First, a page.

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Just go now you fool

David Cunliffe continues to fail the no dickheads rule.

Labour’s former leader David Cunliffe says he will never run to be leader again and has not decided whether he will stand for Parliament in 2017.

Mr Cunliffe told the Herald that speculation he had not completely given up on his leadership ambitions despite pulling out of the leadership contest was misplaced. “I’m out. Otherwise I would still be running. I’m not running, I have no intention of ever being leader again. I’m out.”

While he intended to stay in Parliament this term, he was yet to decide whether to stand again in 2017.   Read more »

Circus? More like a party of clowns

Labour's leadership contest has become a Carnival of CLowns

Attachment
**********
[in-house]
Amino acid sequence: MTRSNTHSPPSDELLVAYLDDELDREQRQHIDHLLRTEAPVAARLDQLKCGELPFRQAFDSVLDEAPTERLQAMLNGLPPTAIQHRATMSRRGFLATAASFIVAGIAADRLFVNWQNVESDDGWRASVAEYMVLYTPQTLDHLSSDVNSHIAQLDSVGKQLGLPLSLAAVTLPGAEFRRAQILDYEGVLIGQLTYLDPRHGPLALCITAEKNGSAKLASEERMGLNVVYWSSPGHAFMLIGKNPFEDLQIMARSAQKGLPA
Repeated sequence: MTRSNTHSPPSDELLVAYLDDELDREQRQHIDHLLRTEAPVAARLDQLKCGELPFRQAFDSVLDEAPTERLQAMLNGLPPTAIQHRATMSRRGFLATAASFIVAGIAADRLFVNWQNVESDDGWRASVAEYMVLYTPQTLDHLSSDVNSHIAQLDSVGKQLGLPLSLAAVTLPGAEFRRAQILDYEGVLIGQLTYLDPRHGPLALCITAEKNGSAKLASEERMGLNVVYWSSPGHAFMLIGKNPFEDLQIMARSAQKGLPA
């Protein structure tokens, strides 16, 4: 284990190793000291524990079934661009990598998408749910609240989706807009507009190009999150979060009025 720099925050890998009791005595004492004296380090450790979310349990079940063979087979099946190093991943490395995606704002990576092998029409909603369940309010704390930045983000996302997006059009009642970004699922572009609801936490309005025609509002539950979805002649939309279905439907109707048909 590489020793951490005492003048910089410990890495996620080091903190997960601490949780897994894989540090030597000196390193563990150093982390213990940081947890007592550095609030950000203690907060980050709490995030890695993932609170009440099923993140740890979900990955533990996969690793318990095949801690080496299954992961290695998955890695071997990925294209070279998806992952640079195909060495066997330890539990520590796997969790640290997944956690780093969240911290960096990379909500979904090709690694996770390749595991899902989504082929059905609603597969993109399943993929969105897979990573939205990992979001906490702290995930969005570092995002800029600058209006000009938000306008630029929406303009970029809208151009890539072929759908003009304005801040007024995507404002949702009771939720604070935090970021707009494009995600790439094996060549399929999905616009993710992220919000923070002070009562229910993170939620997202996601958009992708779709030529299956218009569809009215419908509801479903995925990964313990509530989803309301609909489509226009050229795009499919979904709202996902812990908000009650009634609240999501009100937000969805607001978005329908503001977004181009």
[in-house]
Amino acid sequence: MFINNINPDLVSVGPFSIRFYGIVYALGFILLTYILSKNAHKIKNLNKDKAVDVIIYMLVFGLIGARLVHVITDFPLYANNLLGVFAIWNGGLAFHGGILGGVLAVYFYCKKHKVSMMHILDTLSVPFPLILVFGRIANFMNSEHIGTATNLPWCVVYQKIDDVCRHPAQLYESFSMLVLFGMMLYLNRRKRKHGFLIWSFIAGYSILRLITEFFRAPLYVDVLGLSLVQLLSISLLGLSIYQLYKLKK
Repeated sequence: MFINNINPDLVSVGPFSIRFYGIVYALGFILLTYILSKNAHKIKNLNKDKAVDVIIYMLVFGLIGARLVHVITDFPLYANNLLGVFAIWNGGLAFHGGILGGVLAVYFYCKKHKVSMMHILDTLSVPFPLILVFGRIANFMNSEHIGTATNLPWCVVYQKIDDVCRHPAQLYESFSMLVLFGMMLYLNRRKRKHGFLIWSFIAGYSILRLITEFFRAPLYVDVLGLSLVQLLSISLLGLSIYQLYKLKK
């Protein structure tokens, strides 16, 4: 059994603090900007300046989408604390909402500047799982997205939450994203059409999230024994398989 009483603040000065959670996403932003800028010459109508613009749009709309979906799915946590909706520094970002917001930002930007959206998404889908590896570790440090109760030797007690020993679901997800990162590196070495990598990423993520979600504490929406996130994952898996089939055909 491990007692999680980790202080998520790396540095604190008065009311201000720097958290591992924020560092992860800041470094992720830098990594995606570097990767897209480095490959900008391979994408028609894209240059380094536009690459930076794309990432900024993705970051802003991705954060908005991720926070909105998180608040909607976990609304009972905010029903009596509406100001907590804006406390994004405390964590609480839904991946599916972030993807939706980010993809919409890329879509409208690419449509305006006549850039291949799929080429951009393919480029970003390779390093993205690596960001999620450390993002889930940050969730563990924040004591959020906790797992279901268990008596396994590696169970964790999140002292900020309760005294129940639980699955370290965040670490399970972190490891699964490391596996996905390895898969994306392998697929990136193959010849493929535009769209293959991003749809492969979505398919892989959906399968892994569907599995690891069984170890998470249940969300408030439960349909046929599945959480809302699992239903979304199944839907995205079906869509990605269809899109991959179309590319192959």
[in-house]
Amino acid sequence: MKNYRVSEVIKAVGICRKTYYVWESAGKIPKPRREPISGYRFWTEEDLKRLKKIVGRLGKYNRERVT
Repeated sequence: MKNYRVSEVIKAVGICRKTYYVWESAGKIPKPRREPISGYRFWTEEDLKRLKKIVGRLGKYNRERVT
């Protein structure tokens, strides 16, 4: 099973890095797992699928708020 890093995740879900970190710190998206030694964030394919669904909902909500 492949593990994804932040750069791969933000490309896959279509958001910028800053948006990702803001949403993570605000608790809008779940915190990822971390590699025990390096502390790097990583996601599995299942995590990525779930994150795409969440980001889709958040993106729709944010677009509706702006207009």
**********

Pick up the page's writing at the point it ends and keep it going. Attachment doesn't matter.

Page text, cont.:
Labour’s leadership contest has become a Carnival of Clowns

Vernon Small chokes down a bite of dead rat and writes about the state of his beloved Labour party that in his mind at least has become like a circus.

By rights the political debate should be focused on the Government’s handling of two things.

How does it meet its self- imposed need to do something alongside traditional allies and friends in Iraq and Syria without getting too deeply embroiled in the war against Islamic State?

And how will John Key make a dent in the number of children in poverty, given the Government’s pre-eminent focus on work as the best route out of poverty?

That begs the obvious question: what about the large number of working poor? And how out of tune was Bill English with his view that planning laws and local government rules were the main cause of poverty because they drive up house prices?